An 89-year-old woman in New Jersey suffering from Alzheimer’s disease came days away from losing her home of 50 years because she owed six cents in back taxes.
Glen Kristi Goldenthal’s home was put up for sale by Ocean Township officials on September 9 after the tiny debt she owed on her taxes snowballed to more than $300 with interest and administrative fees piling up.
The story gained national attention after the woman’s daughter Lisa Suhay took to social media, slamming the city’s handling of the situation in a video.
Suhay, who lives in Virginia, criticized the city’s lack of imagination for failing to raise six pennies ‘in an office full of people’ to cover her mother’s debt.
‘I understand this is state law, but the township really has to bear responsibility for how they handle this,’ Suhay said.
‘Shame on anybody who can’t think far outside the box enough to come up with six cents in an office full of people. You can’t pull a dime out of your pocket?’
The author said she only learned of her mother’s situation when the house was put up for sale by the city.
Glen Kristi Goldenthal was a day away from being evicted after Ocean Township officials put her house up for sale because she owed six cents in back taxes
‘She’s called me dozens of times in the last 24 hours: “Is my house gonna be OK? Do I have to pack? Where am I gonna go live?”‘ Suhay told WNBC, adding that while her mother received one warning call, she forgot because of Alzheimer’s.
‘Apparently the tax collector called her because when I talked to him, he said he realized there was something wrong, that she didn’t understand,’ Suhay said.
‘[I said] I’m sorry, you’re selling my mother’s house today because she owes you six cents. He said yeah, it’s amazing how these things snowball. … I was like, “It’s six cents!”‘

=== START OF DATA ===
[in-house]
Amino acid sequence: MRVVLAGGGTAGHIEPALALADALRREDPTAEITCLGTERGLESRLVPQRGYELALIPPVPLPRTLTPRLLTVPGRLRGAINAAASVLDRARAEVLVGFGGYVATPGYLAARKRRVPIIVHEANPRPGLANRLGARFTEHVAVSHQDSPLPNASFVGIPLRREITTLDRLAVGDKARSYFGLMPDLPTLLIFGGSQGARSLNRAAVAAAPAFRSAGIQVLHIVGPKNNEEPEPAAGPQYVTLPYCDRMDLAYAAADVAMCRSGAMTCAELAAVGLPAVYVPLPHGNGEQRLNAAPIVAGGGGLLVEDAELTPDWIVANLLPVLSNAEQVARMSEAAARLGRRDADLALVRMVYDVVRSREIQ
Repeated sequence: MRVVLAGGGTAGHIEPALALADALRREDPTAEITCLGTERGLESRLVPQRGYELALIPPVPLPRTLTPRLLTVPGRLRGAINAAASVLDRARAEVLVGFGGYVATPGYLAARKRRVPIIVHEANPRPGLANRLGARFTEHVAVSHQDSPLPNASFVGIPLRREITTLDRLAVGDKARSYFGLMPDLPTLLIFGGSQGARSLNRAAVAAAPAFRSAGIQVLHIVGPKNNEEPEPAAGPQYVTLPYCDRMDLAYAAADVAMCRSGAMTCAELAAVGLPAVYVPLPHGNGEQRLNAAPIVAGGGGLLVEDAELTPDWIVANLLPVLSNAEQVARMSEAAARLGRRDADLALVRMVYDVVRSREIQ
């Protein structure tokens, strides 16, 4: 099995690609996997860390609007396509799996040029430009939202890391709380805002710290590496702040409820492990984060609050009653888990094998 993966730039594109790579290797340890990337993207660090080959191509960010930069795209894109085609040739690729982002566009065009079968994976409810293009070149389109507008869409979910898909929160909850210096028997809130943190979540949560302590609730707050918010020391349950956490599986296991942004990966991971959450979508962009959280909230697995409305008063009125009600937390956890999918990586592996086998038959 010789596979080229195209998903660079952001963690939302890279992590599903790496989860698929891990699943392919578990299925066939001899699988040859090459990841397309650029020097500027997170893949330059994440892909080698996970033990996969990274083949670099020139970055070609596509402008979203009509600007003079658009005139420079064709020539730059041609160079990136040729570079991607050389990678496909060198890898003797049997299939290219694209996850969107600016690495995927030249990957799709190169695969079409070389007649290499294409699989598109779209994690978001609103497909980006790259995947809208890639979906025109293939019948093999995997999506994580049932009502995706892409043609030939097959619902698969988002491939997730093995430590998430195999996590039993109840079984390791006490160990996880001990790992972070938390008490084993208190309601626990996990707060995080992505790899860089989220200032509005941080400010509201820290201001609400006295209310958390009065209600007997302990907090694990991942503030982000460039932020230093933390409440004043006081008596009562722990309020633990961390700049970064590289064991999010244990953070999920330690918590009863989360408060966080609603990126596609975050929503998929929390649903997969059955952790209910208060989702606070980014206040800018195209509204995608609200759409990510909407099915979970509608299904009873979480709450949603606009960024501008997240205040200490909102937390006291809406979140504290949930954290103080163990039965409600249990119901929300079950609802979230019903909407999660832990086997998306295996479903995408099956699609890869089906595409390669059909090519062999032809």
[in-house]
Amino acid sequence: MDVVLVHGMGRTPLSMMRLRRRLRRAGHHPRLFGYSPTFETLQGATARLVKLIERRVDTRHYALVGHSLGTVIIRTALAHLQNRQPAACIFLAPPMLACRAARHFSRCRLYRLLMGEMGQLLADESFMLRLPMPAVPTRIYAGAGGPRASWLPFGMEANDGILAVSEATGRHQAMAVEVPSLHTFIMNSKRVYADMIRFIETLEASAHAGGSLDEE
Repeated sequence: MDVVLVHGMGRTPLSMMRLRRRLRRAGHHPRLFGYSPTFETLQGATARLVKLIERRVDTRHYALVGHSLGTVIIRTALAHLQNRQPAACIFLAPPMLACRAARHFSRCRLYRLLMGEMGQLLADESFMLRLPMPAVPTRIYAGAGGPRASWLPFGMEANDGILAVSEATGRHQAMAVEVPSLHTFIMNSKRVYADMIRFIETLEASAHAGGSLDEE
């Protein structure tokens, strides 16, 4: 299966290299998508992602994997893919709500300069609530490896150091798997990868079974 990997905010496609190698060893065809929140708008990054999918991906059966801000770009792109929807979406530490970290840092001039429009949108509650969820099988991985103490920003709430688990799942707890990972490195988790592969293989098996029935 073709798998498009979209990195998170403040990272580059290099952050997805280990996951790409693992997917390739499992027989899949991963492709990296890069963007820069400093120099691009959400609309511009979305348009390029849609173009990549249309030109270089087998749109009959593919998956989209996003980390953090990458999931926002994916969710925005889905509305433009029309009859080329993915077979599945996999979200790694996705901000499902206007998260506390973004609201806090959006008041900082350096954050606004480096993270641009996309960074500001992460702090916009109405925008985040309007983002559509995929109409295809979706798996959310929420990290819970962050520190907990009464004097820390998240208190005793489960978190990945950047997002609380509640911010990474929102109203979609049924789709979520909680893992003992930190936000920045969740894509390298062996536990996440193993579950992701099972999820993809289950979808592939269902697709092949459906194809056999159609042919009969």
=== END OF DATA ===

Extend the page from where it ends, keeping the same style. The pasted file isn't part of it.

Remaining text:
Goldenthal’s furious daughter Lisa Suhay took to social media, slamming the city’s handling of the situation in a video (pictured) in which she called city officials ‘pieces of human refuse’
Suhay quickly contacted the mayor of Ocean Township – Christopher Siciliano – who apologized for the situation.
‘Naturally it’s really embarrassing the town would put someone’s home up for sale over six cents,’ Siciliano said. ‘It’s silly.’
‘You can keep paying that quarterly payment, but the back payment triggers an amount that eventually can cause a tax sale,’ said Siciliano. ‘This is all computer-generated, not something that a human can correct.’
Goldenthal’s daughter said she paid off her mother’s debt and the house was taken off the market, but was infuriated that the system allowed it to be put up in the first place.
‘How many people during a pandemic, or any other time, are being victimized by this greedy, broken system?’ Suhay said.
In a video posted to TikTok, a clearly furious Suhay explained the situation in order to raise awareness of her mother’s situation.
‘Today, I spent the entire day saving her home from a tax sale that was happening today that she didn’t want to tell me about because she has Alzheimer’s – so half the time she didn’t even remember it was happening, and the other half of the time she was too terrified to tell me and too ashamed and too afraid and too worried,’ she said.
89-year-old Goldenthal had lived in her New Jersey home (pictured) for 50 years before it was put on the market on September 9 after the tiny debt she owed on her taxes snowballed to more than $300 with interest and administrative fees piling up
‘A tax sale – for an 89-year-old woman’s home – in the middle of a pandemic. And do you want to know how much my mother owed? Six cents. Six pennies. And for that, they put her house up for sale today. They also charged her almost 400 dollars in fees.
‘They charged her to put the notice in the paper to sell her home – you pieces of human refuse.’
Mayor Siciliano has said he has contacted state officials to create legislation allowing there be limits on how much is owed before a tax sale is triggered. ‘The system needs to be overhauled. We don’t want to be putting houses up for a tax sales for six cents,’ Siciliano said.
The mayor has reached out to New Jersey Senator Vin Gopal, who confirmed that he was contacted by the mayor, adding that he has started drafting a bill earlier in the week that would create a threshold of perhaps as high as $100 before a tax sale can be triggered.